Nokia Lumia 820 review
Nokia’s more modest Windows Phone 8 device is a well-balanced, powerful and affordable handset
Review Date: 4 Jan 2013
Reviewed By: Mike Jennings
Price when reviewed: SIM-free: 8GB, £316 (£380 inc VAT); from free on a £21/mth, 24mth contract
Features & Design
Value for Money
Nokia made a big splash with its first Windows Phone 8 device, but despite its many talents, the Lumia 920 was bulky, heavy on the battery and too expensive to recommend. Nokia has addressed those concerns with its Lumia 820, a mid-range phone that’s trimmer and lighter – and much better for it.
The downsizing doesn’t bring Nokia’s new baby into line with the 131g Samsung Galaxy S III, but the 820’s 9.9mm girth and 160g weight are far more manageable than the 10.7mm, 185g Lumia 920. It isn’t the chore to hold or cram into a pocket that the 920 is, and the hard, matte finish and rounded corners lends it a comfortable yet premium feel.
The latest Lumia beats its stablemate for versatility, too. While the 920 was milled from a single block of polycarbonate with no internal access, the entire casing (including buttons) of the Lumia 820 is removable, granting access to the battery and both micro-SIM and microSD card slots.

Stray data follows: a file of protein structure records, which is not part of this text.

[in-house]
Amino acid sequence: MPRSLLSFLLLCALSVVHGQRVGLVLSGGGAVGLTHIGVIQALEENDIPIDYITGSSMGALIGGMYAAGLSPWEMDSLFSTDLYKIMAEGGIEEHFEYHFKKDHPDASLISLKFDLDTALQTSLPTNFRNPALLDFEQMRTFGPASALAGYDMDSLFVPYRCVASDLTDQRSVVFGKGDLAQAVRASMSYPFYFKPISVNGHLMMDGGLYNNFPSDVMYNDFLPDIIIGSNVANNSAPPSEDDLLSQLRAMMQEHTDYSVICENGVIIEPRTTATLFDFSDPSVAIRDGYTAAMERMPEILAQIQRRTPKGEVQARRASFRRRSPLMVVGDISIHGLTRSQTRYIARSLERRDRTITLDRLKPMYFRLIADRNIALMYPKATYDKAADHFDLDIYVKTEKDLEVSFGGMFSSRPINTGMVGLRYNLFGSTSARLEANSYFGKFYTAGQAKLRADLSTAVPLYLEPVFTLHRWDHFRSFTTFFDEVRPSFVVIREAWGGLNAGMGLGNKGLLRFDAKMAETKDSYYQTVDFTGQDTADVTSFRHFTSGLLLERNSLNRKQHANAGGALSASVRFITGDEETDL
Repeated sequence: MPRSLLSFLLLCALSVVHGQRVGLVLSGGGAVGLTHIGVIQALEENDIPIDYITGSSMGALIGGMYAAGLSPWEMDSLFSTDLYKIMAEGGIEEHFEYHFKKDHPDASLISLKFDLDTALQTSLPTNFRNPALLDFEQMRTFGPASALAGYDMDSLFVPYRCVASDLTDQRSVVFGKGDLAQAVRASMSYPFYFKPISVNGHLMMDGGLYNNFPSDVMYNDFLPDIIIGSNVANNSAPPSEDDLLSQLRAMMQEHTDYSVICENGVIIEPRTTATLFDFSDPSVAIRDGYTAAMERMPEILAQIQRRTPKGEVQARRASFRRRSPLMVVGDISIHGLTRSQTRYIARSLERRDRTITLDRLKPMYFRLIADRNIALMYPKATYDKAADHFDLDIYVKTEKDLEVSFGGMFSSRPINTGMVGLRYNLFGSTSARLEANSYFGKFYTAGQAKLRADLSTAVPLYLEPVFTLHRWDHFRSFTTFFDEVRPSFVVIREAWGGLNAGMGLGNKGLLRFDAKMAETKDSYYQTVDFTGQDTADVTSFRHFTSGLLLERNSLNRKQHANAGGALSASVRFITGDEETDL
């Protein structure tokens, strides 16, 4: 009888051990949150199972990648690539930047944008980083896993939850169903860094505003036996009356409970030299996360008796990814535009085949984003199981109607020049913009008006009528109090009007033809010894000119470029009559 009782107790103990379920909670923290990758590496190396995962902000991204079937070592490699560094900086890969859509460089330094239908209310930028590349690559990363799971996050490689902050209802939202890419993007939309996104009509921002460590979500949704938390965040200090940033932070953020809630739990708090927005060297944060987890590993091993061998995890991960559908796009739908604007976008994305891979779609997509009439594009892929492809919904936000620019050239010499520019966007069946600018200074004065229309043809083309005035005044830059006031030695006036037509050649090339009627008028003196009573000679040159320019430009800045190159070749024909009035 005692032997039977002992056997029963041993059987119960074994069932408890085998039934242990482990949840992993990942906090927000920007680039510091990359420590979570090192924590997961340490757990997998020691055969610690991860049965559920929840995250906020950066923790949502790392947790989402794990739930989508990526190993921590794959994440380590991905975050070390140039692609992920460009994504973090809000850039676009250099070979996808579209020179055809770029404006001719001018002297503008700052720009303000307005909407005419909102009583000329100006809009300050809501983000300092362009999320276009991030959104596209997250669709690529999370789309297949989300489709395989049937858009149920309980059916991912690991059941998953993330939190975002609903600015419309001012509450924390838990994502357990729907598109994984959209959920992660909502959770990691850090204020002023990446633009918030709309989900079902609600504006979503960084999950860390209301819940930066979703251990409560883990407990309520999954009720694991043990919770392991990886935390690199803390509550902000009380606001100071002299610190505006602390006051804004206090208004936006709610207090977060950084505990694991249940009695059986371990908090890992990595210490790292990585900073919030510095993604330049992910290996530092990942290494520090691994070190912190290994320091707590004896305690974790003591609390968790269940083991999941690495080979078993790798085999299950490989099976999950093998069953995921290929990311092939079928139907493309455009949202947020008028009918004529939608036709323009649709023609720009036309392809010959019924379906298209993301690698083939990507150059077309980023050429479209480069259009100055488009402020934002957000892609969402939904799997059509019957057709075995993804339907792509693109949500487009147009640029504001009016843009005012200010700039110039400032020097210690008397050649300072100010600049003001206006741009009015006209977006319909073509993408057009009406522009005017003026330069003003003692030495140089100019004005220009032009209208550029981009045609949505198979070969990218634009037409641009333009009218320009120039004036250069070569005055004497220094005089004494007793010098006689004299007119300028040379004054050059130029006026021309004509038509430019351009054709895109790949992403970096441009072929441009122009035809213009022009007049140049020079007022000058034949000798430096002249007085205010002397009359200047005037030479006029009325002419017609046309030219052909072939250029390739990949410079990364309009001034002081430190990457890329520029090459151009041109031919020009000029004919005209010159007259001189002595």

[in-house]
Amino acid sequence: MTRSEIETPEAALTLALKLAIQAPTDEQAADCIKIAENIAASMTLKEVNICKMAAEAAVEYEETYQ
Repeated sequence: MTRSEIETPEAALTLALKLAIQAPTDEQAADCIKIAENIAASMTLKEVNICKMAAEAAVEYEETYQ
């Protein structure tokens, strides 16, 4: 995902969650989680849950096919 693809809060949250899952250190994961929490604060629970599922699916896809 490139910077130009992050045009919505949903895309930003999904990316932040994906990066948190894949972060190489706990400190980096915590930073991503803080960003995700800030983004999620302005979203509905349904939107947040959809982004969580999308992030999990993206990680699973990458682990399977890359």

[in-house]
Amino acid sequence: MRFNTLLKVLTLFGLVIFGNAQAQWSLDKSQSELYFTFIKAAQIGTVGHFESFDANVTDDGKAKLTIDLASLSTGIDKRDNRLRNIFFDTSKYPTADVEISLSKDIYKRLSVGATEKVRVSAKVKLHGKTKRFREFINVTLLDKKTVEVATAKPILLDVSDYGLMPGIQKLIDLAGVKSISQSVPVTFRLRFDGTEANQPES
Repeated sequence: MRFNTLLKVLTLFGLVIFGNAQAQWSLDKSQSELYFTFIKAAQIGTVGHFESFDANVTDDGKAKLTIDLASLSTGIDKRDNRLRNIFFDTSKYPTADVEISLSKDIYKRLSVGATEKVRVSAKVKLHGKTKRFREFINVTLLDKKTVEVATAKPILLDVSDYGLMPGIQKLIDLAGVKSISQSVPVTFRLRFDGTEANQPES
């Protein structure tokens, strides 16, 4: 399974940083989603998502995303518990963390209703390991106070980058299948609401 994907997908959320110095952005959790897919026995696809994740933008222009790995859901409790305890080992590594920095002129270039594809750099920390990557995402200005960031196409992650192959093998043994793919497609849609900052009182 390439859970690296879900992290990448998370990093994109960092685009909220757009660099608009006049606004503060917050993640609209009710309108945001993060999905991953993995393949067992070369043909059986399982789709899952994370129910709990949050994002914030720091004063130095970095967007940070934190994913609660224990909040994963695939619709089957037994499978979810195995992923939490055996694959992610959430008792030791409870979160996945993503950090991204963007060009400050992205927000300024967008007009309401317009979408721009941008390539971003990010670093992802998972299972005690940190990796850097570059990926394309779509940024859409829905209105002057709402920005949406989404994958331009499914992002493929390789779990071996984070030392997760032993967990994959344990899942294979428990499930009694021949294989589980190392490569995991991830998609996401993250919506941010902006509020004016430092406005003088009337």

That “shell” is also replaceable, with six different colours available, prices at around £20 each and each one including a patch that allows the phone to be charged wirelessly via Nokia’s inductive charging plate (£50). Nokia says a rugged shell will be available later this year.
The 820 is as sturdy and attractive as its bigger brother, then, but it’s clearly a mid-range handset. The display is a 4.3in unit and resolution is a mere 480 x 800 pixels; it feels outdated beside the Lumia 920’s 4.5in, 768 x 1,280 screen, with app icons, text and images lacking the sharpness we’ve become used to on recent high-end phones.
Nokia has also used a different panel technology for the 820, and the difference is obvious when you line it up next to the 920, which uses an IPS panel. The 820’s highly saturated colours give it the edge for eye-popping games, but the larger Lumia’s more muted, realistic tones are better for viewing photographs and video. And, while the 820’s panel has perfect black levels, it tends to crush darker colours together. The Lumia 920 does a better job of handling subtle tones at the extremes of the colour spectrum.
I have seen comments that the voice recognition actually works. Is this true?
By tirons1 on 4 Jan 2013
It works quite well for me on my 920.